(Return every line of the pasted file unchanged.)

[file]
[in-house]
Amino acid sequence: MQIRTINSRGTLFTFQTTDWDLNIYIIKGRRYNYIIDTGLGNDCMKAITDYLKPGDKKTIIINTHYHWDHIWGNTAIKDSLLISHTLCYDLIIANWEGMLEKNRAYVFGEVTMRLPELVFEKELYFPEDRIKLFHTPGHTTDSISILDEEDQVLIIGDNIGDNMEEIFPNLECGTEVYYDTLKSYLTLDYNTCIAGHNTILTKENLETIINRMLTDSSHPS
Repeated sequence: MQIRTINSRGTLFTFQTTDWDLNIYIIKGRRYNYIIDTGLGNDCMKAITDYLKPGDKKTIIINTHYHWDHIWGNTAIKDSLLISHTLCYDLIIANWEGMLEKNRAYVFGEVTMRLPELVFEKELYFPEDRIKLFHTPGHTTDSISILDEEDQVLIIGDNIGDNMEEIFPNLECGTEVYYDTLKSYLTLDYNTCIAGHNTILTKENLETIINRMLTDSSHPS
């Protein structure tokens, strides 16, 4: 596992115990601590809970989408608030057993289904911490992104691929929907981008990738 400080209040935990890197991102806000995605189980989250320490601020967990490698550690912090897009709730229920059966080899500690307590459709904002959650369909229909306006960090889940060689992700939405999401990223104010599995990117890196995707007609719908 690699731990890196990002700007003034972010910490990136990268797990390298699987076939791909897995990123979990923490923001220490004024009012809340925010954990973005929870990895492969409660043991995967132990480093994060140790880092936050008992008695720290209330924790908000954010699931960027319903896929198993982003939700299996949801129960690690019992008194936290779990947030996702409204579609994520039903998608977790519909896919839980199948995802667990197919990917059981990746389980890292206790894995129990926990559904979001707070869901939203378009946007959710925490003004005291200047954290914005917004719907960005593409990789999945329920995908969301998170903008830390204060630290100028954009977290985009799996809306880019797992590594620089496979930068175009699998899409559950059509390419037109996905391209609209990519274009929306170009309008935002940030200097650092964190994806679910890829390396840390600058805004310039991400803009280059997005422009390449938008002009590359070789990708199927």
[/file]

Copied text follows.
[in-house]
Amino acid sequence: MQIRTINSRGTLFTFQTTDWDLNIYIIKGRRYNYIIDTGLGNDCMKAITDYLKPGDKKTIIINTHYHWDHIWGNTAIKDSLLISHTLCYDLIIANWEGMLEKNRAYVFGEVTMRLPELVFEKELYFPEDRIKLFHTPGHTTDSISILDEEDQVLIIGDNIGDNMEEIFPNLECGTEVYYDTLKSYLTLDYNTCIAGHNTILTKENLETIINRMLTDSSHPS
Repeated sequence: MQIRTINSRGTLFTFQTTDWDLNIYIIKGRRYNYIIDTGLGNDCMKAITDYLKPGDKKTIIINTHYHWDHIWGNTAIKDSLLISHTLCYDLIIANWEGMLEKNRAYVFGEVTMRLPELVFEKELYFPEDRIKLFHTPGHTTDSISILDEEDQVLIIGDNIGDNMEEIFPNLECGTEVYYDTLKSYLTLDYNTCIAGHNTILTKENLETIINRMLTDSSHPS
């Protein structure tokens, strides 16, 4: 596992115990601590809970989408608030057993289904911490992104691929929907981008990738 400080209040935990890197991102806000995605189980989250320490601020967990490698550690912090897009709730229920059966080899500690307590459709904002959650369909229909306006960090889940060689992700939405999401990223104010599995990117890196995707007609719908 690699731990890196990002700007003034972010910490990136990268797990390298699987076939791909897995990123979990923490923001220490004024009012809340925010954990973005929870990895492969409660043991995967132990480093994060140790880092936050008992008695720290209330924790908000954010699931960027319903896929198993982003939700299996949801129960690690019992008194936290779990947030996702409204579609994520039903998608977790519909896919839980199948995802667990197919990917059981990746389980890292206790894995129990926990559904979001707070869901939203378009946007959710925490003004005291200047954290914005917004719907960005593409990789999945329920995908969301998170903008830390204060630290100028954009977290985009799996809306880019797992590594620089496979930068175009699998899409559950059509390419037109996905391209609209990519274009929306170009309008935002940030200097650092964190994806679910890829390396840390600058805004310039991400803009280059997005422009390449938008002009590359070789990708199927």